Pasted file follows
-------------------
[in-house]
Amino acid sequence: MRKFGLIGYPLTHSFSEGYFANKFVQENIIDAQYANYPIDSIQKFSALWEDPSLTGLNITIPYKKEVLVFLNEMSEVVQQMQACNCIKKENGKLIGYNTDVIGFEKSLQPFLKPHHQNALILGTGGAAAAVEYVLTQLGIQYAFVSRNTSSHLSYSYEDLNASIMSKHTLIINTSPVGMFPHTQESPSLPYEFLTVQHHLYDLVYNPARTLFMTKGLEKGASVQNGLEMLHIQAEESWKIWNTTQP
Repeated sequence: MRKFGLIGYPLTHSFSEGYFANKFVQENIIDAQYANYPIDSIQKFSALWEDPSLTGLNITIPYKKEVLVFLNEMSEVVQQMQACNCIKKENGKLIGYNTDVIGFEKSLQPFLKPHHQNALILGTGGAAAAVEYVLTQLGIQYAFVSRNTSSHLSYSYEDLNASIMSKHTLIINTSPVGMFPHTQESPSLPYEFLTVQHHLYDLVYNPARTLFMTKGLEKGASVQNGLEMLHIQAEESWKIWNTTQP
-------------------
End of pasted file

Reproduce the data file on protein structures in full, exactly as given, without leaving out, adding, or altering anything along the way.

[in-house]
Amino acid sequence: MRKFGLIGYPLTHSFSEGYFANKFVQENIIDAQYANYPIDSIQKFSALWEDPSLTGLNITIPYKKEVLVFLNEMSEVVQQMQACNCIKKENGKLIGYNTDVIGFEKSLQPFLKPHHQNALILGTGGAAAAVEYVLTQLGIQYAFVSRNTSSHLSYSYEDLNASIMSKHTLIINTSPVGMFPHTQESPSLPYEFLTVQHHLYDLVYNPARTLFMTKGLEKGASVQNGLEMLHIQAEESWKIWNTTQP
Repeated sequence: MRKFGLIGYPLTHSFSEGYFANKFVQENIIDAQYANYPIDSIQKFSALWEDPSLTGLNITIPYKKEVLVFLNEMSEVVQQMQACNCIKKENGKLIGYNTDVIGFEKSLQPFLKPHHQNALILGTGGAAAAVEYVLTQLGIQYAFVSRNTSSHLSYSYEDLNASIMSKHTLIINTSPVGMFPHTQESPSLPYEFLTVQHHLYDLVYNPARTLFMTKGLEKGASVQNGLEMLHIQAEESWKIWNTTQP